Maruti Suzuki’s market share, sales likely to skid on diesel car phase-out plan

Maruti Suzuki may lose annual sales of at 125,000-150,000 vehicles if it does not have any diesel car in its portfolio. (Ramesh Pathania/Mint)

New Delhi: Maruti Suzuki India Ltd is staring at a potential drop in both sales and market share as it weighs a plan to stop selling diesel cars from April next year. India’s largest carmaker garners nearly 30%, or about 450,000 units, of its annual sales from diesel cars.

Maruti Suzuki expects to push about half of those buyers to shift to petrol or CNG cars by offering incentives, and also provide CNG options in more models. It, however, fears that the remainder will shift to diesel cars of rival brands, according to an internal projection prepared by senior executives of Maruti.

Maruti is considering the drastic step on the future of its diesel range as the imposition of Bharat Stage VI emission norms from 1 April 2020 would make such vehicles costlier by at least2 lakh per unit in order to make them comply with the new rules. This is expected to particularly lead most small-car buyers to shift to petrol or CNG models.

Small cars comprise the bulk of Maruti’s sales volume.

R.C. Bhargava, Maruti’s chairman, said the company might stop producing diesel variants of some of the smaller cars as the price difference between petrol and diesel variants would be substantial. He did not say whether the company would completely stop making diesel cars.

“We have to manufacture vehicles according to what is likely to be acceptable to customers. If we have a bigger vehicle, then we may continue. Ultimately, we have to judge what the customers want and develop vehicles accordingly,” said Bhargava.

According to the internal forecast, Maruti might lose annual sales of 125,000-150,000 vehicles if it did not have any diesel car in its portfolio, as most of its competitors were likely to be ready with BS VI diesel engines by next April, said two people aware of the development.

According to the projection, sales of high-selling Ertiga, Vitara Brezza and S-Cross models will be hit the most if Maruti pulls the plug on diesel cars.

Maruti Suzuki spokespersons didn’t reply to an email sent on Monday.

If Maruti loses market share, it will be the first since 2012-13 for the most profitable unit of Suzuki Motor Corp.

In FY13, Maruti’s market share fell to 39% as diesel vehicle sales picked up at the expense of petrol ones. The company managed to raise its market share to 51% by introducing a slew of vehicles, especially in the above 7 lakh segment.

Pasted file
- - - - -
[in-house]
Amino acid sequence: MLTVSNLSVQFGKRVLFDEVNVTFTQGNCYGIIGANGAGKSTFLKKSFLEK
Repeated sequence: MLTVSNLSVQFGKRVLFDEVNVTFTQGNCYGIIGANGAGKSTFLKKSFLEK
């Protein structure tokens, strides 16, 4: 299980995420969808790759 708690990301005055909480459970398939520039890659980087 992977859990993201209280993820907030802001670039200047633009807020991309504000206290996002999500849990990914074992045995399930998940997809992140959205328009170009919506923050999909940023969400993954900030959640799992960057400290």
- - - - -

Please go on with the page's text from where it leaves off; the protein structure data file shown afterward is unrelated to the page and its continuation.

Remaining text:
Suzuki is yet to decide on whether to upgrade its current 1.5-litre diesel engine—launched with the Ciaz sedan in March—to comply with BS-VI norms. The company may, therefore, start FY21 without a diesel engine but introduce one later in the year.

The two people cited earlier said the loss of volumes and market share was projected as the worst-case scenario and that it could be limited if Maruti managed to convert diesel car buyers.

Some senior Maruti executives wanted diesel cars to stay, as rivals Hyundai Motor Co. and Tata Motors Ltd would also have diesel cars, said the first person. “The losses can be contained by the company since the diesel vehicles will be significantly expensive, but converting 30% of the volumes will be tough since some of the customers would still want to buy diesel variants,” the person added.

Mint reported on 15 February that Maruti was in talks with Suzuki on the future of diesel cars in India that included whether the company should cease production of diesel vehicles.

“Maruti’s absence in the diesel portfolio, especially in B and C segment cars, can impact their market share adversely, but at the same time it is an opportunity for other players,” said Puneet Gupta, associate director-vehicle forecast (South Asia) at IHS Markit. “But we should not forget that Maruti Suzuki understands the pulse of the consumer the best. It looks like the company is banking heavily on CNG cars and on the assumption that consumers will shift to gasoline cars in the years to come.”

He said the share of diesel cars was declining, but they still made up a large share in the overall car market.

The second person quoted above said Maruti’s decision made sense, though it might cause some short-term pain.

“The commercial fleet customers of Maruti may completely shift to CNG to maintain their profitability, but how retail customers will behave nobody knows at the moment,” the person said. “The launch of the current 1.5-litre engine took more than the expected time and a BS-VI engine needs to be tested for 1 lakh km before it gets launched. So, for Maruti, it is like running against time.”


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